However, I'll humbly add that most T Nation readers seek strength and hypertrophy. What if we want bigger arms, and we've already spent the last three months overhead pulling, farmers' walking, and close-grip pressing our way to oblivion?
Do we continue to avoid biceps curls because they're "isolation" movements despite the stimulation for the biceps they provide? Do we still steadfastly avoid skull crushers or pressdowns, even though our horseshoes better resemble shoelaces?
Focus on the must-do's first, keeping your muscular and skeletal health in check, but sometimes building up your body means training like a bodybuilder. In certain cases, that means isolating right down to the muscle.
For a long time I used this stuff as an "answer." Today I use it as a "prescription." In almost all cases, muscles become tight because of a deficient muscle somewhere else. Usually the tight muscle is taking on the role of a muscle that isn't pulling its own weight. A perfect example would be a pair of tight hamstrings picking up the slack for a set of inactive glutes.
A good rule of thumb is that when a muscle appears deficient, the answer isn't always to give that muscle more attention. Considering this, we should be able to look at our weak links to see which smaller muscles aren't doing everything they should to contribute to a functional body.
Flexibility and ROM increases will come immediately through restoring your antagonistic balance. This can be as simple as activating dormant muscles that for a while have been compensated for by the big dogs.
The true "answer," in my book, is mobility. One of my favorite books is Assess and Correct by Eric Cressey. It has hundreds of drills that make small muscles fire up to create or restore range of motion.
I'm not saying that stretching and foam rolling to respectively lengthen and improve tissue quality is a waste of time. I still use them, and you should, too.
My advice is to turn it into a tactical approach. Instead of prescribing stretching and rolling to any ailment under the sun, start thinking in three ways: improve tissue quality first, activate muscles second, reduce inhibitions third.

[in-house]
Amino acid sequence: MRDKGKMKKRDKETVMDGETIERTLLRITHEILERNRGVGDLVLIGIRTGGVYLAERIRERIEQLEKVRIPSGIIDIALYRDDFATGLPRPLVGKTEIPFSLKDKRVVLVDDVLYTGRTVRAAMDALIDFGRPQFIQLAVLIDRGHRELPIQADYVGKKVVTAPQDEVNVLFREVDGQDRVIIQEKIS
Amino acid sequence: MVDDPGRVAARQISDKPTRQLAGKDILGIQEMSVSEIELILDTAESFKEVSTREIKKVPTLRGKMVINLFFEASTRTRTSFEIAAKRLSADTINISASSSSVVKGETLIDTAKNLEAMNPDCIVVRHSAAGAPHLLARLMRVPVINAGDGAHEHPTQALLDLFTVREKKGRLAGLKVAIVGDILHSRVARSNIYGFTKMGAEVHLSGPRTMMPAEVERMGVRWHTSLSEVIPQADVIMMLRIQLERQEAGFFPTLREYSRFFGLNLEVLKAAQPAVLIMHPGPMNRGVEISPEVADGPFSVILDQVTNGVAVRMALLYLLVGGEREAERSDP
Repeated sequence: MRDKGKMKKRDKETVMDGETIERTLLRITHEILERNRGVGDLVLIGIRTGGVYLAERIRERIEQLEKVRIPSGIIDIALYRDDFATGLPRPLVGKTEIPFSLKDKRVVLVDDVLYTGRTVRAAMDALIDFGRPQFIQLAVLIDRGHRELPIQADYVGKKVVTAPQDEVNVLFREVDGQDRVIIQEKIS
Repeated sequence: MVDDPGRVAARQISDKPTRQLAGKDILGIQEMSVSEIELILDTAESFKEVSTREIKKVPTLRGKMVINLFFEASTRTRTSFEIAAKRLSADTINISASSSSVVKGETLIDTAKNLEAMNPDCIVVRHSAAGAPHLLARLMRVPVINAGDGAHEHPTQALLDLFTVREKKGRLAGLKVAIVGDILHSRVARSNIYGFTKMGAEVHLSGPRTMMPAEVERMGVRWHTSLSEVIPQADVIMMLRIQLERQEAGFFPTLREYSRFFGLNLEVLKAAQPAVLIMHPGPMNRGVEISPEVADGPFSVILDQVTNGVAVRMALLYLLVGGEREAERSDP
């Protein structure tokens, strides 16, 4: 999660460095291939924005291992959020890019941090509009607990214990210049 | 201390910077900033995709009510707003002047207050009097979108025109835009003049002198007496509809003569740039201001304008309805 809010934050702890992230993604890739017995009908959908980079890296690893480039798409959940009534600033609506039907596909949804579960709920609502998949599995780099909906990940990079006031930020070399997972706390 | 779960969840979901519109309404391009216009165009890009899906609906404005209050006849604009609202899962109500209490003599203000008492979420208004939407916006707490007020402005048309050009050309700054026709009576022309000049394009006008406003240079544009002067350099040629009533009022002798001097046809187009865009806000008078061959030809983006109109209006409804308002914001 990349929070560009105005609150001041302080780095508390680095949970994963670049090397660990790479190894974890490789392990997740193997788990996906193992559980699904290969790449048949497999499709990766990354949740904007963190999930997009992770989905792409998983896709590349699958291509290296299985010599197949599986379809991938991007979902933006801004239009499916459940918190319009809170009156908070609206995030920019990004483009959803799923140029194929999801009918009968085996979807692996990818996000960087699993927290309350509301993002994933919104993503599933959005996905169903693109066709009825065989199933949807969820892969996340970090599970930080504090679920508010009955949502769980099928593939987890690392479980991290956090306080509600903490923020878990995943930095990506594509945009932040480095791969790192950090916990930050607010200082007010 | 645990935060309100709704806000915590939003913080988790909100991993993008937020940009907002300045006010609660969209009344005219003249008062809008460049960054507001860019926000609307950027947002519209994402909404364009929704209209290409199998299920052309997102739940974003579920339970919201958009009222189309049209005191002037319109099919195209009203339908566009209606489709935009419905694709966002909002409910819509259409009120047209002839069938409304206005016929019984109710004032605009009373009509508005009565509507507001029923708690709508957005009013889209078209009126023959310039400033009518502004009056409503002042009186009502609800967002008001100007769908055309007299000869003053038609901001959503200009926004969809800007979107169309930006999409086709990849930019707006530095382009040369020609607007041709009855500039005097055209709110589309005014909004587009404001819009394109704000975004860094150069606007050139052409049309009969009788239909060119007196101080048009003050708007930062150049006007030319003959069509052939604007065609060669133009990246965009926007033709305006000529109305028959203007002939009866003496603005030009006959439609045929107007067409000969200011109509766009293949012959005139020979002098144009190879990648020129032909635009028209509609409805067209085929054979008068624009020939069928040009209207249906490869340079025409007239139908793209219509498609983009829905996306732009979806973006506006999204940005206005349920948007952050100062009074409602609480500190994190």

Use foam rolling for myofascial release, dynamic warm ups to add range of motion and activate dormant muscles, and then static stretching to muscles that are "blocking" proper movement patterns, such as tight hip flexors affecting pelvic position during a back squat or Romanian deadlift.
This might be stating the obvious, but not all programs are for everyone.
Training volume should be tailored to each athlete, and failing to recognize this is what keeps some athletes from seeing continued progress.
I first experienced this as a collegiate track and field athlete. We sprint athletes would have our workouts set by the coach, though we'd train alongside the athletes from other disciplines (the jump athletes, etc). This was done for simple time management reasons, as it was the easiest way to train a bunch of athletes at the same time.
But each athlete isn't going to respond to the same training volume the same way – especially when our "base" workouts, usually Mondays, would often look something like this:
- Dynamic warm-ups/flexibility work
- Plyometric/ballistic training – Static jumps, stairs, uphill jumps, med ball work
- Base training workout – 300m + (2)200m + (2)150m @ 85% of max effort
- Core training circuit or weight training circuit
Needless to say, that's a tough workout and would leave me destroyed. I'd be so sore that it would sometimes affect the practice on Tuesday.
This example is intended to show that quality is everything where training for performance is concerned. Big, tough, and heavy workouts have their place, but if you want to get stronger, bigger, or both, you have to know when your body is working at its physiological peak, and when it's starting to go down hill.
Once that line is crossed, it's a good idea to cut your workout short, or heavily modify its contents.
I'm sure my track coach had the best of intentions, but not everyone's going to have the same threshold and work capacity. Some levels of DOMS don't need to be reached, and certainly not repeatedly.
Since you're not training with a team and can control your workout, don't be afraid to modify your programming. It may not take longwinded workouts to make your muscles big and strong.
The smarter I get as a trainer, the more I'm reminded that there are many methodologies, techniques, and strategies for doing things, and many ways to achieve a desired result.
However, true wisdom comes from recognizing that what might work supremely well for person A could be a disaster for person B. In reality, it's not the exercises that are contraindicated, but the people who do them. Stay aware of that and play your game, not someone else's.
With age comes perspective and more importantly, wisdom. A lot might change in the next five years, but I can't see that principle going anywhere.